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Madrigal for Bertrand of Saint-Geniès 
Installation for three loudspeakers, 3:41”

The Trecento Madrigal is an Italian musical form from the 14th century, used mainly in religious and militant contexts. The origins of the madrigal are obscure and debated. Scholars think Venetian music was the biggest influence, and some claim it was the French. By the 15th century, the Madrigal term was used in another context, consisted of different musical elements, and was completely a different genre of music. Therefore, this work uses the 14th century Madrigal as a declaration of historical context. By using the format, it paramount the effect of war and the clout of the Patriarchy on the history of the region. 

Through a short musical journey, the spectator experiences three executive historical narratives, consisting of musical quotations. First, Francesco Landini’s Per Seguir La Speranza, that represents pre-national uplifting movements. It is followed by the dramatic story of the assassination of Patriarch Bertrand of Saint-Geniès (1258 –1350), concluded with the 14th century-style Mass in his honor. He was the patriarch of Aquileia from 1334 until his brutal death. Lastly, the work has an open ending, predicting nationalistic Europe, with the quote of “Gott erhalte Franz den Kaiser," a personal anthem to Francis II, Emperor of the Holy Roman Empire and Austria, by Lorenz Leopold Haschka and Joseph Haydn.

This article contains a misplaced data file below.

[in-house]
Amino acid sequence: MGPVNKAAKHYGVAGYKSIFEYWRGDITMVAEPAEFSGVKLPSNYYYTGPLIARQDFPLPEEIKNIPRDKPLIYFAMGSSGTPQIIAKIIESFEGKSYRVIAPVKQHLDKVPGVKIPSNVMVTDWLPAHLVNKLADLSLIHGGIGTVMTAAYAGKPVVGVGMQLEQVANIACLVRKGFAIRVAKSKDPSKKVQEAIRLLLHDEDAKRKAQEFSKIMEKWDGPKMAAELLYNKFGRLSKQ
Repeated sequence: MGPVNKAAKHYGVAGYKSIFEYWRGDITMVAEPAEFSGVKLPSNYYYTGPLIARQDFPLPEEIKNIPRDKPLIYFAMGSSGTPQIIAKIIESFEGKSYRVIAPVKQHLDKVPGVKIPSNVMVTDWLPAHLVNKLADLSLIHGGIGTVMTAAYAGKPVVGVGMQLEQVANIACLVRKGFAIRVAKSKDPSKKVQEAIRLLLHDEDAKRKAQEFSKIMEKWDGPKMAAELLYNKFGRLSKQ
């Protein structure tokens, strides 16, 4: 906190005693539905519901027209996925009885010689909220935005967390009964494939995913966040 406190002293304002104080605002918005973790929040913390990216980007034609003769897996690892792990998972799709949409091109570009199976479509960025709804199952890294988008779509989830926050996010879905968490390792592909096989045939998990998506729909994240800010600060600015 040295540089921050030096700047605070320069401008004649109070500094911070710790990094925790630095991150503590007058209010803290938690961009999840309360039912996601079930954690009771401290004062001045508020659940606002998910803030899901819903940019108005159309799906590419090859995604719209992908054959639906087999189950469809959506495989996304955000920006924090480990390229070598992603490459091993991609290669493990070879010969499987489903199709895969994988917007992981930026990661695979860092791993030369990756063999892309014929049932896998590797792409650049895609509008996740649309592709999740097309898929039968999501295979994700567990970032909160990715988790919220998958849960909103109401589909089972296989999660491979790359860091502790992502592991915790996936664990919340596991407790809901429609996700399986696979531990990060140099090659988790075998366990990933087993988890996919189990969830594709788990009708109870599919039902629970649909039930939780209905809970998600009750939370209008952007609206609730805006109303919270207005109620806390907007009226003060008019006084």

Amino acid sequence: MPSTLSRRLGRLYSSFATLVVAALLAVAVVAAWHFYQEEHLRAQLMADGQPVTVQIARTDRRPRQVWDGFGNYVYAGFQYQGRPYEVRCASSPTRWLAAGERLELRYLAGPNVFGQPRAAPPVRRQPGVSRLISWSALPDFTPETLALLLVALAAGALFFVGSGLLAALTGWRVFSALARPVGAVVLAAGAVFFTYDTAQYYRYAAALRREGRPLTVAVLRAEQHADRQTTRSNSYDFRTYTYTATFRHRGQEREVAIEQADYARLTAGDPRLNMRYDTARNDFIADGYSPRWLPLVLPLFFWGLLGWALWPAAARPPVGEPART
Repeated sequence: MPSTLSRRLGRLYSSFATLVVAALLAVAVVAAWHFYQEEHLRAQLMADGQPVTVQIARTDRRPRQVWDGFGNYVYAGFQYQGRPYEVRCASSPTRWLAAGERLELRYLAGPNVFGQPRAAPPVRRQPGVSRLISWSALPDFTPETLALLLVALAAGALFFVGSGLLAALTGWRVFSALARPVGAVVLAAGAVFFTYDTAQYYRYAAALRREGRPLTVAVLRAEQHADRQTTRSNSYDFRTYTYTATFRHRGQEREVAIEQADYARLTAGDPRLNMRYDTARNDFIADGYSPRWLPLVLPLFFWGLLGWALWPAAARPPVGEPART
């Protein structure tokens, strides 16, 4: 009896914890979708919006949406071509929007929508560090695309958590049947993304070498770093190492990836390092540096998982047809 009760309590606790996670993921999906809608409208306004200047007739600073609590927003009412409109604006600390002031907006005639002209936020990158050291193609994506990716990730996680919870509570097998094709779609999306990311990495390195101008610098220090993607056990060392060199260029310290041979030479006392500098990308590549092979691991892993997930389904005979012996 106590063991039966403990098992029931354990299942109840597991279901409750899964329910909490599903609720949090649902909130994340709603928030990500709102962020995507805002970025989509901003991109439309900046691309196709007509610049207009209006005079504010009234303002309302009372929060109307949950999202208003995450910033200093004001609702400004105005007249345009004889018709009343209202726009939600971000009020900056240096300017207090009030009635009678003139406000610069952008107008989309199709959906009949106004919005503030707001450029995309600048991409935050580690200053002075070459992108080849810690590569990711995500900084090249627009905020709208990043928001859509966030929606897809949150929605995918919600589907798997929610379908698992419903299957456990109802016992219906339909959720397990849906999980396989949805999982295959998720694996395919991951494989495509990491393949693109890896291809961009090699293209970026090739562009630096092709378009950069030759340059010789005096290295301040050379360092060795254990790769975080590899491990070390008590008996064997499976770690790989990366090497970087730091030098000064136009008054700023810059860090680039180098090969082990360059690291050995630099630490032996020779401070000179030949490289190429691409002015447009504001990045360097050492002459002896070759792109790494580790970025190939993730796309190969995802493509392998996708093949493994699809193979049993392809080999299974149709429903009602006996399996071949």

The work creates capsules of eras in time, using a musical/spatial/historical blend, which uses temporality in an elastic way. It showcases the connection between religion, music, and war, enabling the spectator to aesthetically experience an extended period of history in less than 4 minutes. 

Musical recording, playing, mixing, and editing: Shani Broner 
Reading: Dan Allon 
Musical advisor: Taum Karni

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